ADVICE: How to find and use stock photos

Pictures are great. They make our leaflets come alive, and are as important to telling a story and building a candidate brand as the text that goes with them.

Before we go any further it’s important that we make two things clear about stock photos:

  1. They are never as good as local pictures. Find out how to build your local photo library.
  2. You can’t just do a Google image search and use what comes up – that’s a great way to get an invoice sent that blows your election expenses out of the water! Instead you need to find free images to use or understand royalty licencing.

Image licencing

It’s important that you understand the different licences you might want to look for so you can make the right choices and stay on the right side of the law. Here are three types of image licence you need to know about:

  1. Royalty free images: These aren’t necessarily free. They just mean you pay a one off fee to use a picture as many times as you like, with no need to add an attribution. Why? There is more image choice in this category, and these pictures are often better quality. Sometimes it might be worth paying a few pounds to have a better photo on your leaflet, especially if you can keep it and use it over and over again.
  2. Creative commons: These are free to use. But that doesn’t mean it’s necessarily free to use for everything. You also need to check that the images are okay to use for commercial use and whether they require attribution on your leaflet. To find those that are free for commercial use without attribution you want to look for a ‘CC0’ licence.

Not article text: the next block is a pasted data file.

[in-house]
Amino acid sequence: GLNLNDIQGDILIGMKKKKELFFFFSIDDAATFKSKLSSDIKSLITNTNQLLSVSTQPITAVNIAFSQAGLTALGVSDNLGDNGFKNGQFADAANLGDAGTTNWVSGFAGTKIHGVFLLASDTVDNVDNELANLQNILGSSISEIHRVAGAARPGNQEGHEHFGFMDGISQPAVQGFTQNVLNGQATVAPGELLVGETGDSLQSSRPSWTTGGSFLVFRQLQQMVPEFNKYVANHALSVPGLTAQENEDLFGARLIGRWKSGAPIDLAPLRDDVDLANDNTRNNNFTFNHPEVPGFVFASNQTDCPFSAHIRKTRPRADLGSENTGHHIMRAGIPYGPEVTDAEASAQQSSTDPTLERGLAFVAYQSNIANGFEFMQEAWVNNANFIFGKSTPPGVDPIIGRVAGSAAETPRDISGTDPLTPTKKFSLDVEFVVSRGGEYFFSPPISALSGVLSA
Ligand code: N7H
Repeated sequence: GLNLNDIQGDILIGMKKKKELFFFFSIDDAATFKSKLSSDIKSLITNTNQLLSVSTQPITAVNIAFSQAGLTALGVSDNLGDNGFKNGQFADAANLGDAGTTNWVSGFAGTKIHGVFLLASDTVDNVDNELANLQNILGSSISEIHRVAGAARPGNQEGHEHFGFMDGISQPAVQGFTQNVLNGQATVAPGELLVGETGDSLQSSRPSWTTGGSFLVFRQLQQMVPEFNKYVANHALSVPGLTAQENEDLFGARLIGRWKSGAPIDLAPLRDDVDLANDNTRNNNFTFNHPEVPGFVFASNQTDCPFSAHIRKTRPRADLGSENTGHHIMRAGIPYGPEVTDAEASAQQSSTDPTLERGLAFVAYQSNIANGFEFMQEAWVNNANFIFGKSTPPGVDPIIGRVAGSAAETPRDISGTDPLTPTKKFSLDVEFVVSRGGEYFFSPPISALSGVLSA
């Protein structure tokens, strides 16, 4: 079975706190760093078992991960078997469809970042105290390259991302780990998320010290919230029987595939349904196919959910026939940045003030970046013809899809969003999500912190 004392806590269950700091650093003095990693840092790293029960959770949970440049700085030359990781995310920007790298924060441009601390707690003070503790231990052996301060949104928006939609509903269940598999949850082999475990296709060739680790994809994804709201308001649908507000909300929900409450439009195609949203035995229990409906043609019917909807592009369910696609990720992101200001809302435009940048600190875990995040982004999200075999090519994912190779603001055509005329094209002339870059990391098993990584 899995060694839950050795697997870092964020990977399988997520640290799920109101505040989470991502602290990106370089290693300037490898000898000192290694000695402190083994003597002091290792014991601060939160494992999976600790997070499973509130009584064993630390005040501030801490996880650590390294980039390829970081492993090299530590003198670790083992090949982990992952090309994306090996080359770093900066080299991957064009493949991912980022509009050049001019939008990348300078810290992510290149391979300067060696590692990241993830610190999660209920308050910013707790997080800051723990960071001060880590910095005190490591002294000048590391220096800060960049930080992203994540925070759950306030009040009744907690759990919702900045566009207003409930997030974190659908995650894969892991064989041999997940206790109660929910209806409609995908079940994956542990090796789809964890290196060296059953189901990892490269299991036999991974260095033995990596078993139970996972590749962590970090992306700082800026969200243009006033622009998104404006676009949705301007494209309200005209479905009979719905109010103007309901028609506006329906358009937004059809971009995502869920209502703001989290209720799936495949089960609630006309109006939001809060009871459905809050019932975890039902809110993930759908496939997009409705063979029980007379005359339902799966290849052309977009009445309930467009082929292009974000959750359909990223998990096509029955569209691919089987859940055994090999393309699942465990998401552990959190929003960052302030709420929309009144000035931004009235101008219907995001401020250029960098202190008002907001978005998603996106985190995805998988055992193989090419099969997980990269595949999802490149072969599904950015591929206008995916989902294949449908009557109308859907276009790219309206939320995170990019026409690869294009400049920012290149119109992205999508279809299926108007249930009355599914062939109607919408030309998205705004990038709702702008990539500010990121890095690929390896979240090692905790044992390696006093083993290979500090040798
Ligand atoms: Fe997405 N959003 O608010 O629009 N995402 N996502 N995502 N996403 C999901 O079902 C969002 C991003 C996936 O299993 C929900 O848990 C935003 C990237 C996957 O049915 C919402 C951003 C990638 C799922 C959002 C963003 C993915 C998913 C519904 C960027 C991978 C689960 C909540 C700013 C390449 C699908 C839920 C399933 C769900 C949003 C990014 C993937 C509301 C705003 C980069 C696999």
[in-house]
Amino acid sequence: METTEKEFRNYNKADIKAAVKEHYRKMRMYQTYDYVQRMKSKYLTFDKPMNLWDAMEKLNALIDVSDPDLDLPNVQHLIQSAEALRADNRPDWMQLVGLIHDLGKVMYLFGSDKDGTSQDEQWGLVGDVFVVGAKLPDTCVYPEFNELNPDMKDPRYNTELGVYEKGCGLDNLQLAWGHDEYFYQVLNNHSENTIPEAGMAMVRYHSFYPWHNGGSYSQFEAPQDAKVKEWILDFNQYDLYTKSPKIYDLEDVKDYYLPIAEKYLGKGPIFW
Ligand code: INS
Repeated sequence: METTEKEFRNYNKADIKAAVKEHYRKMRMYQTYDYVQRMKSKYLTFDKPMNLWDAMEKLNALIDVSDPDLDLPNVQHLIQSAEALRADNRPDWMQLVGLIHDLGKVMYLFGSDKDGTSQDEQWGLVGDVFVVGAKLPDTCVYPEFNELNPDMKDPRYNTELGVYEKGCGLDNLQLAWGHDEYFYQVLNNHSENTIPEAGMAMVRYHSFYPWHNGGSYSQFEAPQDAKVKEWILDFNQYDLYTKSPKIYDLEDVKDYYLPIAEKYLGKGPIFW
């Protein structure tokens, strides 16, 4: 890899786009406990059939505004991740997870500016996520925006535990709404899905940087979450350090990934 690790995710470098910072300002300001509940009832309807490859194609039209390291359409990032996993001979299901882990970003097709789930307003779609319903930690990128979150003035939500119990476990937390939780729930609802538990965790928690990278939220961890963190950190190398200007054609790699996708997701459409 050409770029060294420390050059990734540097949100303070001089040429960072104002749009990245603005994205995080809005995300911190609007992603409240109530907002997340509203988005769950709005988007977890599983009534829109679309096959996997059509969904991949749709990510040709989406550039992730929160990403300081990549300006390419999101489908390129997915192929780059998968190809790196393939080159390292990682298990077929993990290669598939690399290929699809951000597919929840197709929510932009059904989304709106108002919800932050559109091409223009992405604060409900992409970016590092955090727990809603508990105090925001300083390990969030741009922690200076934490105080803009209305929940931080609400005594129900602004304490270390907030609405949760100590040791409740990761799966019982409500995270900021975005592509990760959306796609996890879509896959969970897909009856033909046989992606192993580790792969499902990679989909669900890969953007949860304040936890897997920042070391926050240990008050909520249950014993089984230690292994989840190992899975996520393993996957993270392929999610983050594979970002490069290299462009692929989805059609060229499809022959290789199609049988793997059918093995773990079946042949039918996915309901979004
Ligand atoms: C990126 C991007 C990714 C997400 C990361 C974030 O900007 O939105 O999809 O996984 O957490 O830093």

3. Public domain images: These are free to use, require no attribution and can be used for commercial purposes. For your purposes these images are the same as images with a CC0 licence.

Most of the websites we recommend lower down this blog will clearly say what type of image you’re viewing. As a rule of thumb if you can’t find or don’t understand the licencing you shouldn’t use it.

So where should I look?

The good news is that there’s an ever growing online library of great images. There’s a huge variety in quality and some have complicated licences. The websites below are the ones we use and can personally vouch for their quality and ease of use.

Creative Commons and public domain images

These websites have the best completely free (CC0 licence) images we’ve found. They’re easy to search, but be aware these websites will often advertise premium photos too so make sure you look for the licence for any photos you want to download.

Pixabay

Pixabay is great and it’s massive. It’s the website I use more often than any other and it contains vector images too! The quality of free photos can be a little bit random, so make sure you have a bit of time to search a few terms to find the real gems. Licences are found to the right of each picture (when viewed on a PC) and the labelling is clear and simple.

Pexels

Pexels is much smaller than Pixabay but that’s partly why it is so good. The free photos are great quality and the licencing is clear and to the right of each picture when selected.

Royalty free images

Not free – but cheap. If you’ve not found what you need on Pixabay or Pexels have a look here to find some pictures with a relatively cheap one off price. Be aware of catches and clauses and make sure you check out the standard vs extended license.

Bigstock

If you use a lot of photos in your professional career as well then Bigstock might be for you. You can buy image credits and download images for this one off cost or set up a subscription that gives you monthly credits. You’re looking at spending £5-£10 for good photos on a standard licence, but if you download a lot the subscription can be a bargain. Bigstock is huge too with over 68 million photos, videos and vectors.

Adobe Stock

Straight forward with good quality images. At £50 for an extended licence Adobe is a good website to use worry free.

iStock by Getty

Good quality but enormously expensive pictures are available from iStock. Their standard licence typically runs to less than £10 but their extended licence is often hundreds. We recommend you use them only as a last resort, because the standard licence is limited in the number of reproductions and does not allow you to share the image with colleagues.

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